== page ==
Article 21 of the Constitution of India promises a dignified life to each and every citizen of the country, whereas Article 39A entrusts the state with the responsibility of ensuring access to justice based on equal opportunity.
For achieving this purpose, the Legal Services Authorities Act 1987 established authorities and committees at the national, state, district and taluka levels across the country, and also at the Supreme Court and High Court levels, as nodal agencies. Besides, the participation of law students and faculty members to engage with rural communities, by providing legal awareness through legal aid clinics and other programs, has immense potential to address the gap that exists between the constitutional promise of justice for all and the dismal ground realities.
Collaborative efforts with legal services authorities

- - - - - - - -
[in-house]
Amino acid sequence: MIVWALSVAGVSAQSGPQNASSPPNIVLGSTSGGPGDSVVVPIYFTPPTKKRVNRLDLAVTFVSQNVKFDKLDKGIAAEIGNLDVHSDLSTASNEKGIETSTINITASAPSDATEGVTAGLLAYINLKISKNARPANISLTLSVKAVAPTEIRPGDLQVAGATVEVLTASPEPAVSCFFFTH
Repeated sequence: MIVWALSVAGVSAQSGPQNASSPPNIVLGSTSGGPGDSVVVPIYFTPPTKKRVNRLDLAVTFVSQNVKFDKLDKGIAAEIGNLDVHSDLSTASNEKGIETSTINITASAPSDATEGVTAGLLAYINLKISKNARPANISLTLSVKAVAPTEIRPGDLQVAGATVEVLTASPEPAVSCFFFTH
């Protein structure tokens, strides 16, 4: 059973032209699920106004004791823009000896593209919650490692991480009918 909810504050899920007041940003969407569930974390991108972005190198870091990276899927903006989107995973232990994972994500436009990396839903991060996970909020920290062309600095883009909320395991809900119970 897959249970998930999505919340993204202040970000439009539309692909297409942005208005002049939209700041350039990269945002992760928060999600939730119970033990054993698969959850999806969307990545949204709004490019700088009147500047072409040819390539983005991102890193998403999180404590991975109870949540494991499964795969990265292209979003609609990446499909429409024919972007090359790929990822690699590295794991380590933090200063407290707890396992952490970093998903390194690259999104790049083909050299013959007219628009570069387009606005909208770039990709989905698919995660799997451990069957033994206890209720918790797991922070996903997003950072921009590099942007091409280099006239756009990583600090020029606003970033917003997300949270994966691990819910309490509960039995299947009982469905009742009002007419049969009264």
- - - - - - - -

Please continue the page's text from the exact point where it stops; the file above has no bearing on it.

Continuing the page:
Sehgal Foundation conducts camps in collaboration with district and state-level legal services authorities to inform and empower rural citizens about their key rights and entitlements. One such camp was the ‘National Labour Rights Consultation’ held at the Mini Secretariat, Nuh, on June 15, 2016, under the guidance of the Haryana State Legal Services Authority, Panchkula that informed citizens on the twenty-two key government programs of the Labour Department, Haryana.
Collaborative efforts with law schools:
In an effort to expand good rural governance initiatives, Sehgal Foundation, collaborates with law schools to spread legal awareness to rural communities through their legal aid cells.
These interventions of law college faculties and students, with the grassroots communities, not only enables the institutions to work towards ensuring access to justice for all, but also enables that the entire process becomes mutually educative, inspiring and above all transformative.